Blogger Public Awareness and Advocacy Committee

Spotlight On: School Age Programs & Services

Once again, the Public Awareness & Advocacy Committee is excited to share another exciting ALSC committee with you! Again, why are process committees cool? They create valuable programs, publications, and resources for youth librarians. After all, while we love our book awards, we also love our toolkits, webinars, best practices, and networking opportunities… and all of this value is for members, by members! 

Previously, we spotlighted the Library Services to Underserved Children and Their Caregivers committee. Here is another exciting committee to keep an eye on (and maybe consider volunteering for next year). The co-chairs of the School Age Programs & Services committee, shared some insight into what it’s like to serve on this committee.

Can you share a brief history of the committee? 

Because of the rotating nature of committees, it can be hard to pin down when and how a specific process committee was formed. Sierra, who is still “new-ish to ALSC,” doesn’t know the committee history. Even so, Sierra’s own experience shows that you don’t need to be a long-time ALSC member to chair or co-chair a committee.

What is your committee’s charge?

As listed on the committee website, the charge is: “To identify and disseminate information on engaging, cooperative or innovative programming for school-age children to libraries, schools, and community agencies serving youth. To produce and promote materials supporting professional development for library staff and others working with school-age youth. To collaborate appropriately with other ALSC committees and other associations working with the school age child to initiate activities and projects.”

What are the expectations for members of your committee?  

Members are expected to attend as many meetings as possible, contribute to the committee’s presence on the ALSC blog, and adhere to deadlines for any projects or goals the committee is working on. (You can read what they’ve been posting here.)

What are some skills, experiences, or passions that would make an ALSC member an ideal candidate for your committee?

A team is best when members have varying experiences and backgrounds, but being passionate about creating school-age programs is a great start. Also, being able to collaborate with ALSC members within, and outside of the committee is key. (It’s true – experience is important, but enthusiasm and a team-oriented approach are just as valuable if not moreso!)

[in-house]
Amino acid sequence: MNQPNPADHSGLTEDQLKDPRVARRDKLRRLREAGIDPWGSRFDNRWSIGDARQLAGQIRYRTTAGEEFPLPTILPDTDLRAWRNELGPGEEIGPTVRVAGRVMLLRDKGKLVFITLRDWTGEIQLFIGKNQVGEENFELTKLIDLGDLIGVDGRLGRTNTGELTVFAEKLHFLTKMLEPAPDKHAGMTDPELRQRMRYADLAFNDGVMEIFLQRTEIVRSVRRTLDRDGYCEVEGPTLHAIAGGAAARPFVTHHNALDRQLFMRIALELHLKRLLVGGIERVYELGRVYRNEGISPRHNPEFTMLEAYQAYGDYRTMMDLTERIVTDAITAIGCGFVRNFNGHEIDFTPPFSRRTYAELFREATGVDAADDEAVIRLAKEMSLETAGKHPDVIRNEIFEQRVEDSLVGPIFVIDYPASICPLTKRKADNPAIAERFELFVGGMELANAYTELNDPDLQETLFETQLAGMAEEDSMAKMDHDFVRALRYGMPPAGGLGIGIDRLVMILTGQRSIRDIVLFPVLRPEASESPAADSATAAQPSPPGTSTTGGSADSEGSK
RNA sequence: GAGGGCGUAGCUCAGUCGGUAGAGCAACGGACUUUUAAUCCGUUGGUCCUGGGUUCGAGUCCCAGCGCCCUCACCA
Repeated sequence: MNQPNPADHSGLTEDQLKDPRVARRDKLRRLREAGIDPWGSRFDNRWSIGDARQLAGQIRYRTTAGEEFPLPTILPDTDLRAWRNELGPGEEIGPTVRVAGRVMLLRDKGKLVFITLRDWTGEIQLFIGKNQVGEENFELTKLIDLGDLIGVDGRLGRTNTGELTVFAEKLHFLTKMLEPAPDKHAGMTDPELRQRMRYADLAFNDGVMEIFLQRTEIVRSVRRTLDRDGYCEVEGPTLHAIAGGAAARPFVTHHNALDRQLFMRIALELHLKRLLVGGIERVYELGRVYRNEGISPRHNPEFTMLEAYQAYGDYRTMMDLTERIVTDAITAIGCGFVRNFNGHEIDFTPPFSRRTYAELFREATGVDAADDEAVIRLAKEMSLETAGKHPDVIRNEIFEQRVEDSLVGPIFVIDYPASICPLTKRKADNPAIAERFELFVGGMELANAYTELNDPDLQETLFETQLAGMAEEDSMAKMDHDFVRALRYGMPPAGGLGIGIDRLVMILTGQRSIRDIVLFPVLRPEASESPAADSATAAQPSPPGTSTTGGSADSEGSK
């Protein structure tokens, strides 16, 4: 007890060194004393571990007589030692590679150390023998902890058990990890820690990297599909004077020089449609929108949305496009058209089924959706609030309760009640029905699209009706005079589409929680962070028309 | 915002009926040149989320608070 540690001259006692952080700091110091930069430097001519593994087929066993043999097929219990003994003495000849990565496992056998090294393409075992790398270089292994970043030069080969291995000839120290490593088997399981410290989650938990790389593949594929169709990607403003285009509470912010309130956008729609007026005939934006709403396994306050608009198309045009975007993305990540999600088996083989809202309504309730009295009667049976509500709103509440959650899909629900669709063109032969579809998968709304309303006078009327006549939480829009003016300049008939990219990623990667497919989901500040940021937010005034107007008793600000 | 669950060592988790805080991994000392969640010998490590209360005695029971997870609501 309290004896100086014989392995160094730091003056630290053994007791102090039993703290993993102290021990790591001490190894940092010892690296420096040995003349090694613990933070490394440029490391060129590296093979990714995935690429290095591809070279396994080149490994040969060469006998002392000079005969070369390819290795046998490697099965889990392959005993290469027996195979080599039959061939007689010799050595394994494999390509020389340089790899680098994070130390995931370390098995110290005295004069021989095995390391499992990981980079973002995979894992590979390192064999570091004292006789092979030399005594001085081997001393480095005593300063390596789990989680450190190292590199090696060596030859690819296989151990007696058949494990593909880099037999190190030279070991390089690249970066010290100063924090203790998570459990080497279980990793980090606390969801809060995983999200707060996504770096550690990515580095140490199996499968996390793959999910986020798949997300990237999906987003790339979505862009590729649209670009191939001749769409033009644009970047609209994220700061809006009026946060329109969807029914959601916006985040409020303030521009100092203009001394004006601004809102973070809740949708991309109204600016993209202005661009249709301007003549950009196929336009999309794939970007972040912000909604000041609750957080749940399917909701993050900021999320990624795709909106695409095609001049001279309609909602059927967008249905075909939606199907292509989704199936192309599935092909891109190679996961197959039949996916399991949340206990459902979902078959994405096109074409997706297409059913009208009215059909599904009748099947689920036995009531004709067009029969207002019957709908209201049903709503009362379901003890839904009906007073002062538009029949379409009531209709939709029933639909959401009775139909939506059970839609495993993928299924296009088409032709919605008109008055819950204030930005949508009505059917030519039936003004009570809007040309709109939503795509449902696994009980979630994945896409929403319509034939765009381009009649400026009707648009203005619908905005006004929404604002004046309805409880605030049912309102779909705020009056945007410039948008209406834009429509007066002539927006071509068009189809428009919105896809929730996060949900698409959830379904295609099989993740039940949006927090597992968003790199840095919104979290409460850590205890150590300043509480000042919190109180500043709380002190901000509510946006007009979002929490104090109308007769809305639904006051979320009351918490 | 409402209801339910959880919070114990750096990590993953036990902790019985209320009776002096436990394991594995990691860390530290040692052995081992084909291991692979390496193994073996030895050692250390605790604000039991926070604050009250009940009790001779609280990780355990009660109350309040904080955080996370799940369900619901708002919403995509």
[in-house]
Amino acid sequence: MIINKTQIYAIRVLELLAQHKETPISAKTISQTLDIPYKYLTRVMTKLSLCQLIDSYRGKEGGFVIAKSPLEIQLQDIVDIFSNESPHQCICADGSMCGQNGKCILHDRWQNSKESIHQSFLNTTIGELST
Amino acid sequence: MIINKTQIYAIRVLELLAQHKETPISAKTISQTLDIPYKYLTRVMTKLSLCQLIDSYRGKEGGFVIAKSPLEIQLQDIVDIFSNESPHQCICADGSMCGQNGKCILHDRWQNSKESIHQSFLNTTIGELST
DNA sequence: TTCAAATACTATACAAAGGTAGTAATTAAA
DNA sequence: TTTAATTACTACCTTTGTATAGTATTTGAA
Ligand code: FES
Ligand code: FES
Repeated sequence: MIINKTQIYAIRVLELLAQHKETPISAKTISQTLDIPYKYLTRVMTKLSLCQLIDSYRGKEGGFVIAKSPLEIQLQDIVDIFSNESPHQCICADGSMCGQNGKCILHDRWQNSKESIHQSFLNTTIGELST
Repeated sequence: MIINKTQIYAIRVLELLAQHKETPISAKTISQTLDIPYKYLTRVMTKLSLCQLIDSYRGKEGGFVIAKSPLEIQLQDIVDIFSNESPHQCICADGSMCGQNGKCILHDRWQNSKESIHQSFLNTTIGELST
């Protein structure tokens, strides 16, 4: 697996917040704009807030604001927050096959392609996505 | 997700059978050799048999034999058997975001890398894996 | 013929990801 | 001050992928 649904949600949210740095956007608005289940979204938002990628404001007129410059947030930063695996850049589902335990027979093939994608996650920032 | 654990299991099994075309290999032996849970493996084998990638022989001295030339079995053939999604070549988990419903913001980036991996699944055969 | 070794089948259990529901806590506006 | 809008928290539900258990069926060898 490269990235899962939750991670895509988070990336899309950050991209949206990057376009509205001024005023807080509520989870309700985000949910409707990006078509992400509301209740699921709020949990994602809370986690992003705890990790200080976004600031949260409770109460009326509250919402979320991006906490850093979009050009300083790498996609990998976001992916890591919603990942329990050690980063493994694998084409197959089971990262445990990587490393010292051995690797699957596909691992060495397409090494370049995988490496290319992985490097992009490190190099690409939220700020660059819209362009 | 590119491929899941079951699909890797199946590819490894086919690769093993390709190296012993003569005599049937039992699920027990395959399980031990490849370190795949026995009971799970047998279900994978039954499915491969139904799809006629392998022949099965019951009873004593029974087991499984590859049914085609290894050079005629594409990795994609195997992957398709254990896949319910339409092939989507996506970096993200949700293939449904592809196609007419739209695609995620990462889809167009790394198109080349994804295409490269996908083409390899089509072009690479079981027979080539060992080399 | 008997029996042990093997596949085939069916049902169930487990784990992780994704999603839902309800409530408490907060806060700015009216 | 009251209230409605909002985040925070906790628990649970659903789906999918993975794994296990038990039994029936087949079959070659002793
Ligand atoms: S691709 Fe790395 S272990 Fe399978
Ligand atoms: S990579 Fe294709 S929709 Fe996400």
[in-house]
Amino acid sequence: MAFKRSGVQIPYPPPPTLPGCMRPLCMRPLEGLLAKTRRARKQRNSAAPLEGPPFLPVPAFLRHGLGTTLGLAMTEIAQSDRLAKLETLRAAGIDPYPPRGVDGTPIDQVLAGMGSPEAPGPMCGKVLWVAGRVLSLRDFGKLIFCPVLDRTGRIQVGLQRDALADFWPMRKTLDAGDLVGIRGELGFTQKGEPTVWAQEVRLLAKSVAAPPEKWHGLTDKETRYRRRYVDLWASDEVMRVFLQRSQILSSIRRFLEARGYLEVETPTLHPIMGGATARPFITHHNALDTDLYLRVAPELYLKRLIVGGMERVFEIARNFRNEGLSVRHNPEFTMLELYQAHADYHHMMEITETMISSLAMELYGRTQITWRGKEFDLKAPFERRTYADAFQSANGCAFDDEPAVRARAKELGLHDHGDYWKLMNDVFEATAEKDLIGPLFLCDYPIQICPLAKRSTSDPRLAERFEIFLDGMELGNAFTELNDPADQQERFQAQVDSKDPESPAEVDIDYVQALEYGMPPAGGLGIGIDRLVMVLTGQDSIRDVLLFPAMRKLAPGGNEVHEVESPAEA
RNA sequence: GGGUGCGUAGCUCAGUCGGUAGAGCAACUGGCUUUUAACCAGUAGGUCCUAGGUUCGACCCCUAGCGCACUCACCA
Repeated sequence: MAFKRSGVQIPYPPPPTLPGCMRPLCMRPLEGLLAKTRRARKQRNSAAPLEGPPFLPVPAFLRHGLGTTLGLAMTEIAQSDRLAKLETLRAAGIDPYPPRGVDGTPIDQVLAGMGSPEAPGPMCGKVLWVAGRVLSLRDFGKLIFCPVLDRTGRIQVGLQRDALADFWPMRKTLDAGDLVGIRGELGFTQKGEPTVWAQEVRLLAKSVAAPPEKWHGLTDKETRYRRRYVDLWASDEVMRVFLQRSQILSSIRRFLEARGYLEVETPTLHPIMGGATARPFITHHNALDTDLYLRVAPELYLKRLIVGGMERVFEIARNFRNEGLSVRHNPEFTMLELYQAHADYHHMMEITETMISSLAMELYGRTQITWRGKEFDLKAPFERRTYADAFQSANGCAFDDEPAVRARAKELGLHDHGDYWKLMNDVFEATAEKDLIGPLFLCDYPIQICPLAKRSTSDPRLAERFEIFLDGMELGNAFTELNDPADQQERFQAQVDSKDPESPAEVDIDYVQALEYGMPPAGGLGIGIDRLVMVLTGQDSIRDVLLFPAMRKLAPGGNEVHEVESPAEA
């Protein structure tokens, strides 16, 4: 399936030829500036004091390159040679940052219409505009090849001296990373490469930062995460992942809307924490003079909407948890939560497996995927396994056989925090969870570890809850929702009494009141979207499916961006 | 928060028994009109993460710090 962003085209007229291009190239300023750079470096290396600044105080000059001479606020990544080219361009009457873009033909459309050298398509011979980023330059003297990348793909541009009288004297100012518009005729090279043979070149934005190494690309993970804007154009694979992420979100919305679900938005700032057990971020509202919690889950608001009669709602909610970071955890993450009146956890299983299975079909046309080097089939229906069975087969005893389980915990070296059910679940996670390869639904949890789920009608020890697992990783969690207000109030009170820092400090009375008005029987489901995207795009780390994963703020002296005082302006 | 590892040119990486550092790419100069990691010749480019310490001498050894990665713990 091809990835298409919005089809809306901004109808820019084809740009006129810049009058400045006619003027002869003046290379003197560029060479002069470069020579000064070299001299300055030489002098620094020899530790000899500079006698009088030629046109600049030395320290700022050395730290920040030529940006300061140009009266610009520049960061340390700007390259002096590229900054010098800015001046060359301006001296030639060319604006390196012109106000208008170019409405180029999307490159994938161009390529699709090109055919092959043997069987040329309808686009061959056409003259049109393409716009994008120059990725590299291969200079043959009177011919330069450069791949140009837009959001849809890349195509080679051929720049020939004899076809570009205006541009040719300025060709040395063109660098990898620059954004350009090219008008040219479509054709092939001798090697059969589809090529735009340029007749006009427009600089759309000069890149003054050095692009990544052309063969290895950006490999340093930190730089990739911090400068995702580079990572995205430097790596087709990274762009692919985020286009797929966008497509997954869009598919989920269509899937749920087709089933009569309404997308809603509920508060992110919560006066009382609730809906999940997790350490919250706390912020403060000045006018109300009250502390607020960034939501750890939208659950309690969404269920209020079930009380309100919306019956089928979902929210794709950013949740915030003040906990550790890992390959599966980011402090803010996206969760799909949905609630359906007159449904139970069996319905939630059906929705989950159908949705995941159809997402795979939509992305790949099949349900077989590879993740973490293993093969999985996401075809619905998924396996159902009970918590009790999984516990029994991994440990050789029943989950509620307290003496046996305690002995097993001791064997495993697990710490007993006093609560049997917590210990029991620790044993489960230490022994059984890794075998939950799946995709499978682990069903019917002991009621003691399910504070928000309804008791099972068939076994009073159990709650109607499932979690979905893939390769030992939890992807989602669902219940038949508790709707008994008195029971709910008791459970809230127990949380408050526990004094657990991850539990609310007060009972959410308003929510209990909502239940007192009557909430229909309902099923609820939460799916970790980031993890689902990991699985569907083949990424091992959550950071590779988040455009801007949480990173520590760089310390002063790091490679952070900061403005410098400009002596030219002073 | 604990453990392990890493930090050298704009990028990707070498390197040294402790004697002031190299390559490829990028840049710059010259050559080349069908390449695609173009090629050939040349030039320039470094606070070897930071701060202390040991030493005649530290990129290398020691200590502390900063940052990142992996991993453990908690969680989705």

Are there any projects you are excited to tell ALSC members about?

Their team just finished hosting a three-part webinar series on Building Literacy. ALSC members can view the three-part series under the list of Archived ALSC Webinars (look for “Building Literacy” under the Programming & Services section). They are also drafting a column for the spring issue of Children and Libraries

Kim added that they also recently hosted three We Are ALSC Chats on the subject of “Adventures in Virtual School Age Programs” in May, June, and August 2020. The committee found the discussions to be a welcome and informal way of bringing children’s librarians together to discuss challenges and successes around producing programs in this difficult time. They are excited to start planning another ALSC chat after the holidays.

What is something ALSC members, who are not on your committee, can do to support your mission?

Sierra told me that the committee is always open to new ideas especially for our ALSC blog posts. Email your ideas to Sierra at

What are you waiting for? Process committee appointments are typically made March – May each year, but this volunteer form can be filled out year round. Still not sure about committee work? Read more about it here.

Erica Ruscio is the Young Adult Librarian at the Ventress Memorial Library in Marshfield, MA and a co-chair of the ALSC Public Awareness & Advocacy Committee.

This post addresses the following ALSC Core Competencies: VII. Professionalism and Professional Development.

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